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“I used to love being on the catwalk. Now I’m scared to run into someone I know.”
Here’s how supermodel Linda Evangelista says she feels about the negative results she’s experiencing from a cosmetic treatment that had a rare adverse effect on her body.
The 56-year-old Canadian posed for a magazine cover for the first time, Peopleand told about the personal trauma caused by the cool sculpting for reduce body fat which he underwent at the end of 2015.
But now she’s a bit better, she explains in the post: “I can’t live like this anymore, hide and shame. I just couldn’t live with this pain anymore. I’m willing to talk.”
In September 2021, Evangelista explained via Instagram that she had withdrawn from public life due to the treatment that left her “permanently deformed”†
The cryolipolysis treatment increased, rather than decreased, her fat cells, a rare side effect.
That and two failed corrective surgeries set off “a cycle of major depression,” he explained a few months ago.
But now he’s looking for a way “love each other again”†
“What the hell is this?”
on the cover of Peoplethe famous model appears in a low angle, with sweaters covering her torso and a serious face looking at the camera.
But on the inside pages, she poses in a T-shirt that reveals the side of her torso and the effects of the paradoxical fat hyperplasia (PAH)the medical term for this problem.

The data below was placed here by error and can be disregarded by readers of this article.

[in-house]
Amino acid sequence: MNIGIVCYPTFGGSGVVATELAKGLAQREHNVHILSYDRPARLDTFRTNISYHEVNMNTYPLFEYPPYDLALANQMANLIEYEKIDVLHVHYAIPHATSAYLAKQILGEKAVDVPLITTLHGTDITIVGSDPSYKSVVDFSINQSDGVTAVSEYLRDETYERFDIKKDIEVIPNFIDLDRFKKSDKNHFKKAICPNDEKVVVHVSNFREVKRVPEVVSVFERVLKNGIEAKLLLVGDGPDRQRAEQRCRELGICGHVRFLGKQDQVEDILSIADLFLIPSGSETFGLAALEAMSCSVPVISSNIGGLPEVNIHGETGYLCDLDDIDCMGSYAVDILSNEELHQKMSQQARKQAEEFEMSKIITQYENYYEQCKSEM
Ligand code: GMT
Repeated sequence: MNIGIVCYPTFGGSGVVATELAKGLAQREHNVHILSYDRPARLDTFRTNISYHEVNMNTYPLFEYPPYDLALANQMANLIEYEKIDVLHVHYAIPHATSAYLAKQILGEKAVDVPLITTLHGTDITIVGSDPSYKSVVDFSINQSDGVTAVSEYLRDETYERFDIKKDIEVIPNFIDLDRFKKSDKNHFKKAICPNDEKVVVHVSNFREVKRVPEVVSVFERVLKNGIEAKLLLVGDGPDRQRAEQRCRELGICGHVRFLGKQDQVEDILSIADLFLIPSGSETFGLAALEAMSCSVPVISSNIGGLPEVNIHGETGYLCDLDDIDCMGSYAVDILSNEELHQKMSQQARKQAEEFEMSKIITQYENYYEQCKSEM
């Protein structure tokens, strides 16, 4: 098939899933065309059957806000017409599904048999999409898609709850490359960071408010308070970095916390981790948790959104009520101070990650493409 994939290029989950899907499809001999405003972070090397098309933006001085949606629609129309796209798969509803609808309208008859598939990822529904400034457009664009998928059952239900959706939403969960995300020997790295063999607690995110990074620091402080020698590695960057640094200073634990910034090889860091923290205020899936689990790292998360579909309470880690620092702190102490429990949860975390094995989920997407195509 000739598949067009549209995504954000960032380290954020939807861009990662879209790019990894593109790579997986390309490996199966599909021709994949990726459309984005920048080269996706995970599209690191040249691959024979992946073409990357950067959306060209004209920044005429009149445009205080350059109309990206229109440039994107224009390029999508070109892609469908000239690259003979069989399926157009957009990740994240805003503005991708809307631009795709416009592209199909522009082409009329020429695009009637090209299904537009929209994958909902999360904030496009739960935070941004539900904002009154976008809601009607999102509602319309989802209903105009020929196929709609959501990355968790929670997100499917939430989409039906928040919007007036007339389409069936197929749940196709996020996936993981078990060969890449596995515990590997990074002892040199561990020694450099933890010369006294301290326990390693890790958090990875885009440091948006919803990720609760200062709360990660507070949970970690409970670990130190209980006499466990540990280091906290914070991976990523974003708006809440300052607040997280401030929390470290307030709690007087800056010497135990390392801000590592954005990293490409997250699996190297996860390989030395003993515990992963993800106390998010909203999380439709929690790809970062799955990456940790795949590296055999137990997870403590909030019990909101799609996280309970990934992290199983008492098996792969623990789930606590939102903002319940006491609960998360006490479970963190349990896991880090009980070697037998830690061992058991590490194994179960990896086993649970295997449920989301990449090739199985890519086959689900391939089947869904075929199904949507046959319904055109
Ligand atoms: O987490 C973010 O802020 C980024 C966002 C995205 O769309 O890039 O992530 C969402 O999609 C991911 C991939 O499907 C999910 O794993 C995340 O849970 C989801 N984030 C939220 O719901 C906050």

The disease manifests itself with bumps that harden and causing the body to lose sensitivity.
Evangelista explains that at first she thought she was doing “something wrong” by not seeing the results she expected in her chin, thighs and chest.
So he doubled down on the diet to the point of “eating nothing.”
When she saw no results, a doctor diagnosed her with PAH, a side effect that: it affects a less than 1% of those who undergo cryolipolysis and that there is no cure.
“I said, ‘What the hell is that?’ They told me that no amount of diet and exercise would ever solve it.”
That happened between 2015 and 2016.
“I couldn’t put on a dress without wearing a belt because it would chafe to the point of bleeding. Because it’s not like soft fat rubbing against you, it’s hard fat,” she told People.
“I don’t think designers want to dress me like that,” she says as she shows off her sequels. For her the supermodel Linda Evangelista does not exist anymore†
take away the shame
Time has calmed Evangelista and now he believes opening up to the public is one way to solve the problem.
I will keep sharing my experience to take away my shame, to learn to love myself again and being able to help others do that,” he says.
However, he acknowledges that it is a process that takes time. “I don’t look at myself in the mirror. It’s not me,” he confesses.
Now the “necessity” of many people to adjust their bodies is being questioned: “I always knew I would get older. And I know there are things that a body goes through, but I never thought I would would look like this.”
On the other hand, the former supermodel is in a legal battle with Zeltiq, the beauty company that conducted the procedure, arguing that neither the “aggressive” publicity about cool sculpting until recently, their website also did not mention the risks of PAH.
The company declined to comment on the case as it is in the middle of a lawsuit.
The model is demanding $50 million in compensation.
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